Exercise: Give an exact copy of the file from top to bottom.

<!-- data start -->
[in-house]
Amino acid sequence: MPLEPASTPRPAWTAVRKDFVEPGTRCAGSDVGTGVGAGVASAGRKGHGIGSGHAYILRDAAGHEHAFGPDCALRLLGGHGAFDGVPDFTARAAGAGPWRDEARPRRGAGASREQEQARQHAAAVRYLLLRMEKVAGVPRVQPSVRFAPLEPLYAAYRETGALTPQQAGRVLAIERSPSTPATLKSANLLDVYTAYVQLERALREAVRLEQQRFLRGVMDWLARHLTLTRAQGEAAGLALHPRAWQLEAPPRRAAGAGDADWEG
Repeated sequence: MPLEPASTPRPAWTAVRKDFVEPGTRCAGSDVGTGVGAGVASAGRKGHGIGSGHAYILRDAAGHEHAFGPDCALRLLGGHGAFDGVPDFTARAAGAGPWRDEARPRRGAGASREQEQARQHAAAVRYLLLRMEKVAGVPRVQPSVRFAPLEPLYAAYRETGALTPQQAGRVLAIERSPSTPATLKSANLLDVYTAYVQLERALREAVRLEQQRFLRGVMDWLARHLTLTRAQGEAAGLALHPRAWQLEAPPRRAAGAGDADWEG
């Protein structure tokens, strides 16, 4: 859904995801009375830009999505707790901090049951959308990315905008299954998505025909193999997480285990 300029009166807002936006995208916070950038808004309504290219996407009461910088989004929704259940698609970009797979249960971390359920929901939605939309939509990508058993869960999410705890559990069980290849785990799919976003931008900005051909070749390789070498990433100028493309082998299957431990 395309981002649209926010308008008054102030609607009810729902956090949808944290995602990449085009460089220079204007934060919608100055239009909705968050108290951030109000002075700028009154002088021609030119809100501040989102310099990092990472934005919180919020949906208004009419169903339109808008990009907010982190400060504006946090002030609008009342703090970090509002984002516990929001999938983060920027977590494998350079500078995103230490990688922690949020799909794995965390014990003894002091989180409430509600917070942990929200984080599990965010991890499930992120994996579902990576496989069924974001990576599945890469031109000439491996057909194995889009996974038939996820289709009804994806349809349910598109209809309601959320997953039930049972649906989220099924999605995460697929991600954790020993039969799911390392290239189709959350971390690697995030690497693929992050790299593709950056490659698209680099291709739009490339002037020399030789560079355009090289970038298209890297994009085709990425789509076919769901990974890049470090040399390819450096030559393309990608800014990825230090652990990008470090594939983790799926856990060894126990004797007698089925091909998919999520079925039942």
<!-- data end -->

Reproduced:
[in-house]
Amino acid sequence: MPLEPASTPRPAWTAVRKDFVEPGTRCAGSDVGTGVGAGVASAGRKGHGIGSGHAYILRDAAGHEHAFGPDCALRLLGGHGAFDGVPDFTARAAGAGPWRDEARPRRGAGASREQEQARQHAAAVRYLLLRMEKVAGVPRVQPSVRFAPLEPLYAAYRETGALTPQQAGRVLAIERSPSTPATLKSANLLDVYTAYVQLERALREAVRLEQQRFLRGVMDWLARHLTLTRAQGEAAGLALHPRAWQLEAPPRRAAGAGDADWEG
Repeated sequence: MPLEPASTPRPAWTAVRKDFVEPGTRCAGSDVGTGVGAGVASAGRKGHGIGSGHAYILRDAAGHEHAFGPDCALRLLGGHGAFDGVPDFTARAAGAGPWRDEARPRRGAGASREQEQARQHAAAVRYLLLRMEKVAGVPRVQPSVRFAPLEPLYAAYRETGALTPQQAGRVLAIERSPSTPATLKSANLLDVYTAYVQLERALREAVRLEQQRFLRGVMDWLARHLTLTRAQGEAAGLALHPRAWQLEAPPRRAAGAGDADWEG
């Protein structure tokens, strides 16, 4: 859904995801009375830009999505707790901090049951959308990315905008299954998505025909193999997480285990 300029009166807002936006995208916070950038808004309504290219996407009461910088989004929704259940698609970009797979249960971390359920929901939605939309939509990508058993869960999410705890559990069980290849785990799919976003931008900005051909070749390789070498990433100028493309082998299957431990 395309981002649209926010308008008054102030609607009810729902956090949808944290995602990449085009460089220079204007934060919608100055239009909705968050108290951030109000002075700028009154002088021609030119809100501040989102310099990092990472934005919180919020949906208004009419169903339109808008990009907010982190400060504006946090002030609008009342703090970090509002984002516990929001999938983060920027977590494998350079500078995103230490990688922690949020799909794995965390014990003894002091989180409430509600917070942990929200984080599990965010991890499930992120994996579902990576496989069924974001990576599945890469031109000439491996057909194995889009996974038939996820289709009804994806349809349910598109209809309601959320997953039930049972649906989220099924999605995460697929991600954790020993039969799911390392290239189709959350971390690697995030690497693929992050790299593709950056490659698209680099291709739009490339002037020399030789560079355009090289970038298209890297994009085709990425789509076919769901990974890049470090040399390819450096030559393309990608800014990825230090652990990008470090594939983790799926856990060894126990004797007698089925091909998919999520079925039942």